19. The learned A.P.P. submitted that though the eye-witnesses have turned hostile, this Court could definitely consider the evidence of Rekha Nayak (P.W.2) insofar as it relates to the fact that the incident occurred right in the premises of the appellant-accused i.e. the 2nd floor of Chandani bldg. where the appellant-accused was running a brothel. It is submitted that the spot panchanama also supports the case of the prosecution and to which there is no explanation offered by the appellant-accused in her examination under Section 313 of the Criminal Procedure Code. It is submitted that the victim having suffered 100% burn injuries and died a homicidal death is not disputed by the appellant-accused. It was obligatory on the part of the appellant-accused to have explained how the victim caught fire and suffered the injuries. It is submitted that the two eyewitnesses who were examined by the prosecution have turned hostile for obvious reason that they were girls who were working in the brothel for the appellant and, therefore, this fact should not carry any weight, that the prosecution has not led any independent evidence to establish their case through eye-witness and, therefore, the only material evidence on which the appellant came to be convicted was the various dying declarations made by her to the police head constable, the Medical Officer, the Special Judicial Magistrate and the P.I. who recorded her statement. It is submitted that though Dr. Wadile in his evidence has stated that the victim has suffered 100% burn injuries, that by itself does not make the prosecution case unreliable that the victim herself went to the police chowky which is just near Chandani bldg. and reported the matter. The learned A. P. P. has pointed out to this Court that in spite of searching cross-examination of Dr. Wadile, nothing could be brought on record to show that the victim was not mentally and physically in a fit condition to make a statement. It is submitted that it is after the police recorded her statement which is treated as F.I.R. that pain killers were administered to the victim and, therefore, the victim was very much conscious. It is further submitted that there is no reason for the victim to have falsely implicated the appellant-accused and that the dying declarations were consistent throughout and clearly implicated the appellant-accused as the person who is responsible for pouring kerosene on her and setting her ablaze. This fact is corroborated by the attending circumstances such as seizure of the articles from the scene of offence, post-mortem report, C. A. report and so on.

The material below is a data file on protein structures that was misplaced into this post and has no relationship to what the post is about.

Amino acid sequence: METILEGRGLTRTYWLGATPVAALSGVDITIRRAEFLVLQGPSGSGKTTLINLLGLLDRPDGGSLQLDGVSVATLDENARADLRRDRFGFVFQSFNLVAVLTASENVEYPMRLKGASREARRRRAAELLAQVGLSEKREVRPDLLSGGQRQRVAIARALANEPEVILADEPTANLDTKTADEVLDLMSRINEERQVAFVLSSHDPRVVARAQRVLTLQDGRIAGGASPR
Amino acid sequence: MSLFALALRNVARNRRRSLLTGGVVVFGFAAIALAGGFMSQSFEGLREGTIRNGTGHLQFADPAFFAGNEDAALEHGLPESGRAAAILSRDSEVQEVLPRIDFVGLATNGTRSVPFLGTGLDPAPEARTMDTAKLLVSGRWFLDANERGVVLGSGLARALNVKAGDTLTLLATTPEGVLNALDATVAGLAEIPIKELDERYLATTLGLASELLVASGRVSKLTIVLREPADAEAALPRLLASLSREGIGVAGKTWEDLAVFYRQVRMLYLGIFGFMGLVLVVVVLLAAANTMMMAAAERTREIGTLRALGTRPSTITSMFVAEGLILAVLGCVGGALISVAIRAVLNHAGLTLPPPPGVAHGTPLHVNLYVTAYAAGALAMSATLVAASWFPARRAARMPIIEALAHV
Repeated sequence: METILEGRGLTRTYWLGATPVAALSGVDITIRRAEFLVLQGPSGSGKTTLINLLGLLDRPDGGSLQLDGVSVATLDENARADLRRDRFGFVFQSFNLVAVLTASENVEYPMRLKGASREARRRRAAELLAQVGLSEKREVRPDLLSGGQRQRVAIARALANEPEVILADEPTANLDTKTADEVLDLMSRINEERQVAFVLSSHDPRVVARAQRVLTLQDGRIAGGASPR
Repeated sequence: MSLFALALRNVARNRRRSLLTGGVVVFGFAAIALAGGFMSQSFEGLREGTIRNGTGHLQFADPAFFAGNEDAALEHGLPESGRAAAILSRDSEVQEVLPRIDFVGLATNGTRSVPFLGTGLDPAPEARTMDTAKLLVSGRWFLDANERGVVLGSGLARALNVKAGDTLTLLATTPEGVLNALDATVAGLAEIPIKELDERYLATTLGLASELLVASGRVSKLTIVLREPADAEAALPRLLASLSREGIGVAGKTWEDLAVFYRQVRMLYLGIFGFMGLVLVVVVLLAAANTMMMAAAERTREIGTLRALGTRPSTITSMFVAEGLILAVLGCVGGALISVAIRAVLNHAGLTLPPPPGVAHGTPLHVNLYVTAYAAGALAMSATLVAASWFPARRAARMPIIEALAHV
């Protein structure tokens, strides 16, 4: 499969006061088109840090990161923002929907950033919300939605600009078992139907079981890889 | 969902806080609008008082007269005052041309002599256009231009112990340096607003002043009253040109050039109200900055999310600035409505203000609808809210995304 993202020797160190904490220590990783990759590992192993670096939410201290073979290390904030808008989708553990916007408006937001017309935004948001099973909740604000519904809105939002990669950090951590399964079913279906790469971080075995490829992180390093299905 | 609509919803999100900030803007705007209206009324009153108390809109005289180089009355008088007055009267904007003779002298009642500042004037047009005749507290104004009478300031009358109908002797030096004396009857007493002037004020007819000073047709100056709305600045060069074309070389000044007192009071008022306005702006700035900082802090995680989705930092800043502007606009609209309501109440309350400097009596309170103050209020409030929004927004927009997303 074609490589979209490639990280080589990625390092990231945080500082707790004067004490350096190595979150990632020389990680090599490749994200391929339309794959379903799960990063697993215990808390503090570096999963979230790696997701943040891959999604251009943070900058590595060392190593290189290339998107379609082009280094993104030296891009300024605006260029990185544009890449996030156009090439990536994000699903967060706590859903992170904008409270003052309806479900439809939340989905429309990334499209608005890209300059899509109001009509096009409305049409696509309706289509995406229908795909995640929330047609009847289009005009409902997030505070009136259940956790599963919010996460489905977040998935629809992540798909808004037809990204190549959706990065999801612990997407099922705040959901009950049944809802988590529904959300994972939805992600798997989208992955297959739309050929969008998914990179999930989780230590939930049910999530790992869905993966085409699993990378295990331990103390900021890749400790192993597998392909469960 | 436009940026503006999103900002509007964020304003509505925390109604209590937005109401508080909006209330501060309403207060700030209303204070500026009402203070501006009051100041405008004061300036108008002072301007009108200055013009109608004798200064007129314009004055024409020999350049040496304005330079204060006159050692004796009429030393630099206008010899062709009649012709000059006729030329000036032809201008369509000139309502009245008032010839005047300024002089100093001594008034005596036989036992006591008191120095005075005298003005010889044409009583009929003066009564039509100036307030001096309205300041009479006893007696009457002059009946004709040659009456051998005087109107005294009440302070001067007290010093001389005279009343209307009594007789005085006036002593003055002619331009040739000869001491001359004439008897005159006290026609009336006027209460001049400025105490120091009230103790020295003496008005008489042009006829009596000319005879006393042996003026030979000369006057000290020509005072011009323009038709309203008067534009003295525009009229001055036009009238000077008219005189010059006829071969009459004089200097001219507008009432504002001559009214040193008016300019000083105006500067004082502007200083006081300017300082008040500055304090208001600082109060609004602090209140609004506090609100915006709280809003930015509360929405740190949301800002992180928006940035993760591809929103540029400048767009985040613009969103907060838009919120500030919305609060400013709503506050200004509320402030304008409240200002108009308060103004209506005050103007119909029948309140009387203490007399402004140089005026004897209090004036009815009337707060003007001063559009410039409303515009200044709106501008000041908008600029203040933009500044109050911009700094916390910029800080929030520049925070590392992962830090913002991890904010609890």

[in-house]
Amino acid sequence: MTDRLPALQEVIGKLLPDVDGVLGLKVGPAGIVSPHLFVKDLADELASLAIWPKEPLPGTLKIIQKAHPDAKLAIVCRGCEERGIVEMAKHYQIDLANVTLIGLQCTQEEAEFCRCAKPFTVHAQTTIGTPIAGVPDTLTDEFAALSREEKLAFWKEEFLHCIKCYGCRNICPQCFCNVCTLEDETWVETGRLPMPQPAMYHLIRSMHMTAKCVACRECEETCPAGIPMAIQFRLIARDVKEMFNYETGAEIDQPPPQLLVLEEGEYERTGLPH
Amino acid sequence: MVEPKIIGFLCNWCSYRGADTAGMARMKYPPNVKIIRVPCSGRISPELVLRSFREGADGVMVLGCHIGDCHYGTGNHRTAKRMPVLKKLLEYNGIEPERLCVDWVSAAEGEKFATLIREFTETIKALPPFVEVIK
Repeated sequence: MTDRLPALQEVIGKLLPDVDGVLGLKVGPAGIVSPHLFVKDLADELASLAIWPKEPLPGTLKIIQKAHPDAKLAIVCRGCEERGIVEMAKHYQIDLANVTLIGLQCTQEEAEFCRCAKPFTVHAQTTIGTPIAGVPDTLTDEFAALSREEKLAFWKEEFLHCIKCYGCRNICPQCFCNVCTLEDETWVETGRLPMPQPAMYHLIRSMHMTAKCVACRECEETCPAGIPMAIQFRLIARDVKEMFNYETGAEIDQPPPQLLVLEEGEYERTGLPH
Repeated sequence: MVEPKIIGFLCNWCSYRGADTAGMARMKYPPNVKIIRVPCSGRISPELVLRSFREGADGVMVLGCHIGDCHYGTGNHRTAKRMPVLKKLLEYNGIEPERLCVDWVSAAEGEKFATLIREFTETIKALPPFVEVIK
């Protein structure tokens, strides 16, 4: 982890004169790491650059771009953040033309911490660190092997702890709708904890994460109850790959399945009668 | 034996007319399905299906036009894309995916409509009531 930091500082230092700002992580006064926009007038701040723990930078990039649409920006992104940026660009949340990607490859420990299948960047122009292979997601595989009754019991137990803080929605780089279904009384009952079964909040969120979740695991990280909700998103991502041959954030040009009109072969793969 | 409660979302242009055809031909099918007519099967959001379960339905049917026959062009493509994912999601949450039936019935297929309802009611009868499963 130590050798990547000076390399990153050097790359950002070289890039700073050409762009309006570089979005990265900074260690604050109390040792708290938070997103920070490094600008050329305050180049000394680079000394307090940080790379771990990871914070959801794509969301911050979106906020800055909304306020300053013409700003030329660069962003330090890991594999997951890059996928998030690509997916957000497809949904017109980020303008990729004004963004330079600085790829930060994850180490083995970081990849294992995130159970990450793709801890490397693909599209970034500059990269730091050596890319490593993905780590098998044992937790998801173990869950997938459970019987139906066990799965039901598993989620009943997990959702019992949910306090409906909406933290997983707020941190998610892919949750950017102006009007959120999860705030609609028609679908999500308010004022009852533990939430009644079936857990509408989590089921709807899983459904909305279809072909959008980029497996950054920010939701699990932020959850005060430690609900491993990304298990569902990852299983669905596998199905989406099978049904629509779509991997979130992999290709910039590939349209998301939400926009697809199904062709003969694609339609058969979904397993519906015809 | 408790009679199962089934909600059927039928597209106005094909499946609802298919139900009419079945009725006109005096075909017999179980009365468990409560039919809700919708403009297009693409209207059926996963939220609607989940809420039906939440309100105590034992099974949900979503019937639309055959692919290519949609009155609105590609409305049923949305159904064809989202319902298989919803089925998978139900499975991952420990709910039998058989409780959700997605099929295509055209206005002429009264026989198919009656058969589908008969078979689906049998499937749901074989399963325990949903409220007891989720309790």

20. The learned A.P.P. submitted that where the Court is satisfied that the dying declarations read with the evidence otherwise brought on record was made voluntarily and truthful and it inspires confidence of the Court and when it has been established by leading medical evidence that the victim was mentally and physically in a fit condition to make such statement, there is no reason why this Court should disbelieve those independent witnesses who have been examined on the point of recording the dying declarations. It is submitted that nothing has been brought on record by the defence to show that these witnesses are falsely implicating the appellant-accused. On the other hand, in her statement under Section 313 of the Criminal Procedure Code, the appellant-accused has not offered any plausible explanation as to why the police or the Medical Officer and the Special Judicial Magistrate should falsely implicate her.